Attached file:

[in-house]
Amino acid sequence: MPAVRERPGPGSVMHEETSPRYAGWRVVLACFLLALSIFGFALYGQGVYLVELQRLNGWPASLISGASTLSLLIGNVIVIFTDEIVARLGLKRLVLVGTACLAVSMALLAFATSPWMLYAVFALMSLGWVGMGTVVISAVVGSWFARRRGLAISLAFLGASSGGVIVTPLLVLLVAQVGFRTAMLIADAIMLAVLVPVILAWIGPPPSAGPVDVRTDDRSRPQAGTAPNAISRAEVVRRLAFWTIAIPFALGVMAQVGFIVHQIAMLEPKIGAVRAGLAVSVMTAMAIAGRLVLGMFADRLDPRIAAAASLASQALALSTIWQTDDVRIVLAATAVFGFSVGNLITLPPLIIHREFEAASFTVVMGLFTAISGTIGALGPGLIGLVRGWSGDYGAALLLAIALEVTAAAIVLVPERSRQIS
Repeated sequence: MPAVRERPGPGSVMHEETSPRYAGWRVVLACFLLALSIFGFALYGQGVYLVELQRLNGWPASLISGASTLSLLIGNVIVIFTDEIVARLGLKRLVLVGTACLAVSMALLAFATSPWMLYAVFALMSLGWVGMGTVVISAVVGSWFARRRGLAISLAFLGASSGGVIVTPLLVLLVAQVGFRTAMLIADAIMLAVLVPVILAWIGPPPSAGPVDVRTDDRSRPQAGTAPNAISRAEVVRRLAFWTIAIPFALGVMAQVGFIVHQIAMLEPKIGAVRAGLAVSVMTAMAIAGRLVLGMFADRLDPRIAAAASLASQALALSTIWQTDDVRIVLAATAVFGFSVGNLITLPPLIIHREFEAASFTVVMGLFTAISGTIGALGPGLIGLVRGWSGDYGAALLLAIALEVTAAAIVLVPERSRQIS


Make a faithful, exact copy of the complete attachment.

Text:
[in-house]
Amino acid sequence: MPAVRERPGPGSVMHEETSPRYAGWRVVLACFLLALSIFGFALYGQGVYLVELQRLNGWPASLISGASTLSLLIGNVIVIFTDEIVARLGLKRLVLVGTACLAVSMALLAFATSPWMLYAVFALMSLGWVGMGTVVISAVVGSWFARRRGLAISLAFLGASSGGVIVTPLLVLLVAQVGFRTAMLIADAIMLAVLVPVILAWIGPPPSAGPVDVRTDDRSRPQAGTAPNAISRAEVVRRLAFWTIAIPFALGVMAQVGFIVHQIAMLEPKIGAVRAGLAVSVMTAMAIAGRLVLGMFADRLDPRIAAAASLASQALALSTIWQTDDVRIVLAATAVFGFSVGNLITLPPLIIHREFEAASFTVVMGLFTAISGTIGALGPGLIGLVRGWSGDYGAALLLAIALEVTAAAIVLVPERSRQIS
Repeated sequence: MPAVRERPGPGSVMHEETSPRYAGWRVVLACFLLALSIFGFALYGQGVYLVELQRLNGWPASLISGASTLSLLIGNVIVIFTDEIVARLGLKRLVLVGTACLAVSMALLAFATSPWMLYAVFALMSLGWVGMGTVVISAVVGSWFARRRGLAISLAFLGASSGGVIVTPLLVLLVAQVGFRTAMLIADAIMLAVLVPVILAWIGPPPSAGPVDVRTDDRSRPQAGTAPNAISRAEVVRRLAFWTIAIPFALGVMAQVGFIVHQIAMLEPKIGAVRAGLAVSVMTAMAIAGRLVLGMFADRLDPRIAAAASLASQALALSTIWQTDDVRIVLAATAVFGFSVGNLITLPPLIIHREFEAASFTVVMGLFTAISGTIGALGPGLIGLVRGWSGDYGAALLLAIALEVTAAAIVLVPERSRQIS